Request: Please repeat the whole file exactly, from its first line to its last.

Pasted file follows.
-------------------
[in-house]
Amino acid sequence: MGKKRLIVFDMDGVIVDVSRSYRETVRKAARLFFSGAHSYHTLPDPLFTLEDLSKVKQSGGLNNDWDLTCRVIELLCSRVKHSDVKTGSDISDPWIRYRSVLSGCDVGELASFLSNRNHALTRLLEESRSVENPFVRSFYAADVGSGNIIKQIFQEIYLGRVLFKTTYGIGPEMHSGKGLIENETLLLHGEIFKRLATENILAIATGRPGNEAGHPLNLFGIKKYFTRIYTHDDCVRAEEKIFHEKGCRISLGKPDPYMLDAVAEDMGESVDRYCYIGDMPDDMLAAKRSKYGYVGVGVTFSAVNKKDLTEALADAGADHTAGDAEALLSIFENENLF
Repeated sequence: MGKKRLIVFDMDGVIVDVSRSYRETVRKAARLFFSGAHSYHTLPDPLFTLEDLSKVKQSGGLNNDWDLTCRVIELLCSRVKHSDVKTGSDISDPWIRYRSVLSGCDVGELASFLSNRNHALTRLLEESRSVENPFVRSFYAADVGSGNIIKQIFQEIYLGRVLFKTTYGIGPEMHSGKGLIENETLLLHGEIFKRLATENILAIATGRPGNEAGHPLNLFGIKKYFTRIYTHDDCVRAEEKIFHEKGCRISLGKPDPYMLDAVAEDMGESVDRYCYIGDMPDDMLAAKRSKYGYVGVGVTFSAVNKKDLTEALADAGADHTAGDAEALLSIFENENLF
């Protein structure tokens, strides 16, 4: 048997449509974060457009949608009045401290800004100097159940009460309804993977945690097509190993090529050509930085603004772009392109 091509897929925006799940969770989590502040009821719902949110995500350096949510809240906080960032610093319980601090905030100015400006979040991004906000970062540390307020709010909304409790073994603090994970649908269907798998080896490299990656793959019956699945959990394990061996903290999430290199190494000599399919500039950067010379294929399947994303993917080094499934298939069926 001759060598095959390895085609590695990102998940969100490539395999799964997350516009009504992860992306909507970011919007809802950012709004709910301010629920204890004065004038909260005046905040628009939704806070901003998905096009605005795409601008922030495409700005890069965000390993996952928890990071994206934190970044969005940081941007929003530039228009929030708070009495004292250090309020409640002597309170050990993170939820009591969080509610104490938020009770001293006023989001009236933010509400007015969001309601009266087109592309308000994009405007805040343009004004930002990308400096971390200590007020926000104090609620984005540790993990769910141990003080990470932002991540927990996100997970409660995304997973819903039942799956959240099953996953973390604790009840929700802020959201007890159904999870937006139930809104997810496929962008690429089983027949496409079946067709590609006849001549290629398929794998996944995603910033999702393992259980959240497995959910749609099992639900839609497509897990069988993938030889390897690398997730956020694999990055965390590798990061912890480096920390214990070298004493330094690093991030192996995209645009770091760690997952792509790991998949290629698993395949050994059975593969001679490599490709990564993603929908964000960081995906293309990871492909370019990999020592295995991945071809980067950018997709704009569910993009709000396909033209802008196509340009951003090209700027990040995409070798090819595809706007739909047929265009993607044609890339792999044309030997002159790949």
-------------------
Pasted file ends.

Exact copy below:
[in-house]
Amino acid sequence: MGKKRLIVFDMDGVIVDVSRSYRETVRKAARLFFSGAHSYHTLPDPLFTLEDLSKVKQSGGLNNDWDLTCRVIELLCSRVKHSDVKTGSDISDPWIRYRSVLSGCDVGELASFLSNRNHALTRLLEESRSVENPFVRSFYAADVGSGNIIKQIFQEIYLGRVLFKTTYGIGPEMHSGKGLIENETLLLHGEIFKRLATENILAIATGRPGNEAGHPLNLFGIKKYFTRIYTHDDCVRAEEKIFHEKGCRISLGKPDPYMLDAVAEDMGESVDRYCYIGDMPDDMLAAKRSKYGYVGVGVTFSAVNKKDLTEALADAGADHTAGDAEALLSIFENENLF
Repeated sequence: MGKKRLIVFDMDGVIVDVSRSYRETVRKAARLFFSGAHSYHTLPDPLFTLEDLSKVKQSGGLNNDWDLTCRVIELLCSRVKHSDVKTGSDISDPWIRYRSVLSGCDVGELASFLSNRNHALTRLLEESRSVENPFVRSFYAADVGSGNIIKQIFQEIYLGRVLFKTTYGIGPEMHSGKGLIENETLLLHGEIFKRLATENILAIATGRPGNEAGHPLNLFGIKKYFTRIYTHDDCVRAEEKIFHEKGCRISLGKPDPYMLDAVAEDMGESVDRYCYIGDMPDDMLAAKRSKYGYVGVGVTFSAVNKKDLTEALADAGADHTAGDAEALLSIFENENLF
């Protein structure tokens, strides 16, 4: 048997449509974060457009949608009045401290800004100097159940009460309804993977945690097509190993090529050509930085603004772009392109 091509897929925006799940969770989590502040009821719902949110995500350096949510809240906080960032610093319980601090905030100015400006979040991004906000970062540390307020709010909304409790073994603090994970649908269907798998080896490299990656793959019956699945959990394990061996903290999430290199190494000599399919500039950067010379294929399947994303993917080094499934298939069926 001759060598095959390895085609590695990102998940969100490539395999799964997350516009009504992860992306909507970011919007809802950012709004709910301010629920204890004065004038909260005046905040628009939704806070901003998905096009605005795409601008922030495409700005890069965000390993996952928890990071994206934190970044969005940081941007929003530039228009929030708070009495004292250090309020409640002597309170050990993170939820009591969080509610104490938020009770001293006023989001009236933010509400007015969001309601009266087109592309308000994009405007805040343009004004930002990308400096971390200590007020926000104090609620984005540790993990769910141990003080990470932002991540927990996100997970409660995304997973819903039942799956959240099953996953973390604790009840929700802020959201007890159904999870937006139930809104997810496929962008690429089983027949496409079946067709590609006849001549290629398929794998996944995603910033999702393992259980959240497995959910749609099992639900839609497509897990069988993938030889390897690398997730956020694999990055965390590798990061912890480096920390214990070298004493330094690093991030192996995209645009770091760690997952792509790991998949290629698993395949050994059975593969001679490599490709990564993603929908964000960081995906293309990871492909370019990999020592295995991945071809980067950018997709704009569910993009709000396909033209802008196509340009951003090209700027990040995409070798090819595809706007739909047929265009993607044609890339792999044309030997002159790949």